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2008 - 2009 Seminar Series (Archived)

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Health Policy in the 2008 Election -- What the Candidates are Proposing and What You Need to Know

Dr. Grande will be discussing the candidates’ proposals for overhauling the health care system and the potential implications of an Obama or McCain victory on the health care system and the public.   He will also discuss the political context of the health care reform debate and prospects for actual reform with a new administration.

David T. Grande, MD, MPA
Assistant Professor, Medicine
Division of General Internal Medicine
Senior Fellow, Leonard Davis Institute of Health Economics
University of Pennsylvania

Date: October 14, 2008 (Tuesday)
Time: 12:15 PM - 1:15 PM
Location: Penn Tower Conference Room, Bridge Level

David Grande is an Assistant Professor of Medicine at the University of Pennsylvania School of Medicine and a Senior Fellow at the Leonard Davis Institute of Health Economics.  Dr. Grande’s research and work center on health policy with a specific focus on the health care safety net.  He recently chaired the health transition team for Philadelphia Mayor Michael Nutter and has worked with the City of Philadelphia and State of New Jersey on issues related to access to care. He also conducts research on aspects of medical professionalism including the civic and social roles of physicians and the influences of commercial marketing on the profession.  Dr. Grande is a general internist with a Masters in Public Affairs (MPA) from Princeton University and a former Robert Wood Johnson Health & Society Scholar at the University of Pennsylvania.  He completed his residency training at the Hospital of the University of Pennsylvania in 2003 and graduated from the Ohio State University College of Medicine in 1999.  Prior to residency, he served a full-time, one-year term as president of the American Medical Student Association and currently serves on the Board of Directors of the National Physicians Alliance. 


Special Networking Session for Women Fellows & Residents*

(*Reserved for women fellows and women residents only, please)

The Tenure System at Penn:
What You Need to Know as You Plan Your Career

Janice Bellace, JD, MSc
The Wharton School
Former Deputy Provost
University of Pennsylvania

Victoria A. Mulhern
Executive Director, Office of Faculty Affairs & Professional Development
University of Pennsylvania School of Medicine

Date: Nov. 20, 2008 (Thursday)
Time: 4:30 PM - 5:30 PM
Location: Founders 3, Plaza A (snacks provided!)

This networking event is being sponsored jointly by:
The Office of Graduate Medical Education (GME) & FOCUS on Health & Leadership for Women (FOCUS)



A presentation that FOCUS is jointly sponsoring along with the Women's Medical Student Association (WMSA) and the American Medical Student Association(AMSA) at Penn Medicine.

The Changing Face of Medicine

Drs. Jerry Jacobs and Ann Boulis will be presenting their most recent research about women in medicine, the topic of their recently published book, The Changing Face of Medicine. By drawing on quantitative data and personal anecdote, they will discuss the ways in which female physicians have shaped the practice of medicine, and in turn, how the practice of medicine has shaped these women. Guests will be encouraged to participate in an open discussion following the lecture.

Jerry Jacobs, PhD
Professor of Sociology
University of Pennsylvania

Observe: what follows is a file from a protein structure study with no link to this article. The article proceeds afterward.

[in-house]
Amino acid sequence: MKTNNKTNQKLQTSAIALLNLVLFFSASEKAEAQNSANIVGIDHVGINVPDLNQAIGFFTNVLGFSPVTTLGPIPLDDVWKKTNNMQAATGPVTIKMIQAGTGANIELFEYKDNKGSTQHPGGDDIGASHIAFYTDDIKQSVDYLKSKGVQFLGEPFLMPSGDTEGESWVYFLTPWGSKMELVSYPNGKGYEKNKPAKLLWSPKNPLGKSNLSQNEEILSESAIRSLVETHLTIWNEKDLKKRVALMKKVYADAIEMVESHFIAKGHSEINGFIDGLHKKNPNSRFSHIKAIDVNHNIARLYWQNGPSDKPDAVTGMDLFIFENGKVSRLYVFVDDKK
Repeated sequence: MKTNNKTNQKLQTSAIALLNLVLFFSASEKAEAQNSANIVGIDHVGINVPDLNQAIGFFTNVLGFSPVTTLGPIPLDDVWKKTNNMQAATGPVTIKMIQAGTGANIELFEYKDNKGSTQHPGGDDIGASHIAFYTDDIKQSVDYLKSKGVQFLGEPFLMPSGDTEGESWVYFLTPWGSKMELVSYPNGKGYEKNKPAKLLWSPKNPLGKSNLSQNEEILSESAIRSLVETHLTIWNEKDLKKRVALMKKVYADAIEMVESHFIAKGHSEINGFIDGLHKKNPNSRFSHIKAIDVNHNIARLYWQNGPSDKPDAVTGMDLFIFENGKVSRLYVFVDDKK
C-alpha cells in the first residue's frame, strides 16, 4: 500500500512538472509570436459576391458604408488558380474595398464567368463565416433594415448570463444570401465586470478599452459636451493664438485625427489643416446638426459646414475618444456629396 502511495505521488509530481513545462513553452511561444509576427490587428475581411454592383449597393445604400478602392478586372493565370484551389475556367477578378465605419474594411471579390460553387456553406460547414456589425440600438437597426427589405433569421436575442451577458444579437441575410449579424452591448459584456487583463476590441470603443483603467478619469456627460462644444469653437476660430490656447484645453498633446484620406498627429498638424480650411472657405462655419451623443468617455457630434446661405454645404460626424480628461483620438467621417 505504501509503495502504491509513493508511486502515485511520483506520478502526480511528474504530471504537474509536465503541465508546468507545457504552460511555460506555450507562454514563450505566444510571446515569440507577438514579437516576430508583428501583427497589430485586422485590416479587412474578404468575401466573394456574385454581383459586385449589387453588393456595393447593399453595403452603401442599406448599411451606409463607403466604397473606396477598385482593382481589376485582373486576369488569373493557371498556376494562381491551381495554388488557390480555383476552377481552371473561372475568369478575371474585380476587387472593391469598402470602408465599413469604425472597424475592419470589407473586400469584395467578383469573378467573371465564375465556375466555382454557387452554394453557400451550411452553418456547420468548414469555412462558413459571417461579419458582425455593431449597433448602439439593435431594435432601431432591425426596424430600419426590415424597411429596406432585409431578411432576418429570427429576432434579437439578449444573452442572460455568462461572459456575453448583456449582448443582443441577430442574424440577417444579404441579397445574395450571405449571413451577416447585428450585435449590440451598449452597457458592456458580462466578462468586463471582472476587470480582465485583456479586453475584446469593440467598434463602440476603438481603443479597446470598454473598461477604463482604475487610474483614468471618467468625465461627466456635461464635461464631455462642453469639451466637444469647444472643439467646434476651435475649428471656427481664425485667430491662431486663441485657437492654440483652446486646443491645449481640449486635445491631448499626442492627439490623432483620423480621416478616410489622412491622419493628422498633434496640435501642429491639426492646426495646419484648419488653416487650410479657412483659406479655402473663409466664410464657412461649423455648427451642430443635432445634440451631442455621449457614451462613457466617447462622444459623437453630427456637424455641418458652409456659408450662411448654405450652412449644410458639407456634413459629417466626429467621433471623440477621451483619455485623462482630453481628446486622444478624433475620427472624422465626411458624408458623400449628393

Ann Boulis, PhD
Research Associate in Sociology
University of Pennsylvania

Date: March 18, 2009 (Wednesday)
Time: 1:00 PM - 2:00 PM
Location: BRB II/III Room 253 (Biomedical Research Building, 421 Curie Blvd.)

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Communicating Your Accomplishments Effectively*

(*Reserved for women only, please)

Many leaders, particularly women, tend to assume if they work hard and produce good results that their effort will “speak for itself.” In reality, this seldom occurs. Rather, it is incumbent upon leaders to communicate their accomplishments in a proactive yet subtle manner to create appropriate visibility for themselves and their work. This workshop will focus on overcoming the barriers that may prevent leaders from effectively communicating their achievements, learning about strategic best practices, and developing an action plan for ethical self-promotion.

Barbara Eiser, MA, MCP, ACC
President of Leading Impact, Inc.
Executive Coaching and Leadership Development

Date: March 25, 2009 (Wednesday)
Time: 12:00 PM - 1:00 PM
Location: Penn Tower Conference Room, Bridge Level

Barbara Eiser, M.A., M.C.P., is a nationally-recognized executive coach and organizational consultant specializing in leadership development, change management, strategic team facilitation, and presenting customized leadership workshops.  As President of Leading Impact, she partners with clients to stretch their interpersonal, strategic, and team competencies to accomplish measurable results.  With her line and management experience, Barbara quickly establishes credibility and trust, and helps clients develop customized, practical solutions to issues that incorporate their organization's culture, policies and processes. Before founding Leading Impact, Barbara was a Vice President in major New York and Chicago companies.  Her consulting clients include Fortune 500 companies, medical centers, universities, government, and professional services firms.  She has coached Fortune 500 Division Presidents, high-potential global managers, senior executive teams, and U.S. Navy Admirals.  She has led strategic planning and change initiatives, managed teams, created career path systems, and served on executive task forces for computer systems conversions, product innovations, company startups and acquisitions. Barbara is a Certified Coach by the International Coach Federation.  She holds an M.A. in Organizational Psychology from Columbia University and a Master in City Planning from Harvard University.  She has taught Leading Organizational Change in an M.B.A. program, authored articles in national leadership journals, and presented national leadership workshops.  She has served on Boards of Directors in New York and Chicago, and is in Who's Who in American Women, Who's Who in Finance and Industry, and Who's Who in America. Barbara’s health care clients include American Board of Internal Medicine, Children’s Hospital of Philadelphia, and St. Christopher’s Hospital.  She recently presented a leadership workshop at the national annual conference of the AAMC, and she is a coach in Drexel College of Medicine’s Executive Leadership in Academic Medicine program.  She has authored several articles on health care leadership in national journals, including Physician Executive

*The FOCUS WIM SERIES
A mini-series reserved for women in academic medicine to address personal and professional challenges and opportunities. Tap into a most valuable resource: the collective wisdom of your peers. Whether it be tips on cleaning services, day care, or on negotiating salary, come with ideas and questions to strategize with a group of your colleagues.

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What's in a Cause? Exploring the Relationship
between Genetic Etiology and Felt Stigma